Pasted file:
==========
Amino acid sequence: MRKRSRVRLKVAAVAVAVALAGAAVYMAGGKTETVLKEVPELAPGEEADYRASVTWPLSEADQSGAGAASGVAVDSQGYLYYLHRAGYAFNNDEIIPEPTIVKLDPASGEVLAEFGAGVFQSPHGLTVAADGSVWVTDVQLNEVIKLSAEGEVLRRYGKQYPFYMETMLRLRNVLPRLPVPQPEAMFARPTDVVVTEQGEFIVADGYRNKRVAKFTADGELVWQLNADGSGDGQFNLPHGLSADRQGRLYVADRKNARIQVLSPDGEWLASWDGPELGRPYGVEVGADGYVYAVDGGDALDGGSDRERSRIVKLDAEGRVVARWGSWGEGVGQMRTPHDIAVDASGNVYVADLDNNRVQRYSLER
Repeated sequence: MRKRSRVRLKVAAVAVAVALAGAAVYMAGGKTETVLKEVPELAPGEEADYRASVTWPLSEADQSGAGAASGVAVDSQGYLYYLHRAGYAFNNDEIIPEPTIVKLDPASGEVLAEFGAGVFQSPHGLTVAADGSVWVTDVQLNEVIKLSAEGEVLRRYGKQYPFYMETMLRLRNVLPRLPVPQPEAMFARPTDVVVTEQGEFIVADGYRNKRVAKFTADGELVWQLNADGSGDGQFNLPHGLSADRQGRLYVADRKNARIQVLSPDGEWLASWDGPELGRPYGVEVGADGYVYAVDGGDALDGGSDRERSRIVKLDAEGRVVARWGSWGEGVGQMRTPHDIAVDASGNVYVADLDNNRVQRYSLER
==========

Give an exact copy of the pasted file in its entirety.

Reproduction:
Amino acid sequence: MRKRSRVRLKVAAVAVAVALAGAAVYMAGGKTETVLKEVPELAPGEEADYRASVTWPLSEADQSGAGAASGVAVDSQGYLYYLHRAGYAFNNDEIIPEPTIVKLDPASGEVLAEFGAGVFQSPHGLTVAADGSVWVTDVQLNEVIKLSAEGEVLRRYGKQYPFYMETMLRLRNVLPRLPVPQPEAMFARPTDVVVTEQGEFIVADGYRNKRVAKFTADGELVWQLNADGSGDGQFNLPHGLSADRQGRLYVADRKNARIQVLSPDGEWLASWDGPELGRPYGVEVGADGYVYAVDGGDALDGGSDRERSRIVKLDAEGRVVARWGSWGEGVGQMRTPHDIAVDASGNVYVADLDNNRVQRYSLER
Repeated sequence: MRKRSRVRLKVAAVAVAVALAGAAVYMAGGKTETVLKEVPELAPGEEADYRASVTWPLSEADQSGAGAASGVAVDSQGYLYYLHRAGYAFNNDEIIPEPTIVKLDPASGEVLAEFGAGVFQSPHGLTVAADGSVWVTDVQLNEVIKLSAEGEVLRRYGKQYPFYMETMLRLRNVLPRLPVPQPEAMFARPTDVVVTEQGEFIVADGYRNKRVAKFTADGELVWQLNADGSGDGQFNLPHGLSADRQGRLYVADRKNARIQVLSPDGEWLASWDGPELGRPYGVEVGADGYVYAVDGGDALDGGSDRERSRIVKLDAEGRVVARWGSWGEGVGQMRTPHDIAVDASGNVYVADLDNNRVQRYSLER